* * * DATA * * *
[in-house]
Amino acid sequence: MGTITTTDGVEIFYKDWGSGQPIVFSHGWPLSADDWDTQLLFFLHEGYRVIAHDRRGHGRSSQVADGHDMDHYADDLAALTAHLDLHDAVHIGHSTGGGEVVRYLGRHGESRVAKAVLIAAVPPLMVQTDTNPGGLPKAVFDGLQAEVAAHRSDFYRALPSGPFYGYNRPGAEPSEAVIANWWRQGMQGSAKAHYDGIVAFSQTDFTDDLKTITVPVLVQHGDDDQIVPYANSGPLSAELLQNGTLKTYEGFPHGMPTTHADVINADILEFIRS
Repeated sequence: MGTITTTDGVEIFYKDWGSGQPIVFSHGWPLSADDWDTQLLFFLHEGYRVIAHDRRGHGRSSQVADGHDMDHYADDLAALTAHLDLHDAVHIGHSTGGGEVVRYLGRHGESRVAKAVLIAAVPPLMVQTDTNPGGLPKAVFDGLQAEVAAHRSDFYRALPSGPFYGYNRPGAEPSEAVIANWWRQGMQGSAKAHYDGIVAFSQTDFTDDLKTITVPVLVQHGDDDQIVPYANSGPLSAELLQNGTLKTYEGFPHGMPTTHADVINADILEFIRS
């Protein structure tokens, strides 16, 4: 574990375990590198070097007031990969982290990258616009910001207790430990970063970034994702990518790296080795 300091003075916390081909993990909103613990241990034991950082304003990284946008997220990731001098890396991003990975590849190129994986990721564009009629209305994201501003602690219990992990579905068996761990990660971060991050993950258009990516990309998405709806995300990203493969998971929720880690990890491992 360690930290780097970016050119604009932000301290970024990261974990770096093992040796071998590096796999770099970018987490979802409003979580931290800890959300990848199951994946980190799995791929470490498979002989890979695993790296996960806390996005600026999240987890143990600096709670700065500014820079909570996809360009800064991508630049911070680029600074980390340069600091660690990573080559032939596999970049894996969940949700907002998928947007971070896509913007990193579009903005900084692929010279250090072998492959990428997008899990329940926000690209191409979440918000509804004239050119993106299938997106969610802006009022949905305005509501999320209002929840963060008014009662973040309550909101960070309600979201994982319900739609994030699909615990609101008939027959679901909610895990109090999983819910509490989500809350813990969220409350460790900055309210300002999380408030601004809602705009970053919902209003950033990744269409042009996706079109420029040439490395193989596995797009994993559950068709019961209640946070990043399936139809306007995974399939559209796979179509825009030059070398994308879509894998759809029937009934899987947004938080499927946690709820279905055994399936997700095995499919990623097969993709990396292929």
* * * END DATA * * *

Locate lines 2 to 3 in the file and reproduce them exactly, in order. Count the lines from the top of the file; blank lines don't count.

Amino acid sequence: MGTITTTDGVEIFYKDWGSGQPIVFSHGWPLSADDWDTQLLFFLHEGYRVIAHDRRGHGRSSQVADGHDMDHYADDLAALTAHLDLHDAVHIGHSTGGGEVVRYLGRHGESRVAKAVLIAAVPPLMVQTDTNPGGLPKAVFDGLQAEVAAHRSDFYRALPSGPFYGYNRPGAEPSEAVIANWWRQGMQGSAKAHYDGIVAFSQTDFTDDLKTITVPVLVQHGDDDQIVPYANSGPLSAELLQNGTLKTYEGFPHGMPTTHADVINADILEFIRS
Repeated sequence: MGTITTTDGVEIFYKDWGSGQPIVFSHGWPLSADDWDTQLLFFLHEGYRVIAHDRRGHGRSSQVADGHDMDHYADDLAALTAHLDLHDAVHIGHSTGGGEVVRYLGRHGESRVAKAVLIAAVPPLMVQTDTNPGGLPKAVFDGLQAEVAAHRSDFYRALPSGPFYGYNRPGAEPSEAVIANWWRQGMQGSAKAHYDGIVAFSQTDFTDDLKTITVPVLVQHGDDDQIVPYANSGPLSAELLQNGTLKTYEGFPHGMPTTHADVINADILEFIRS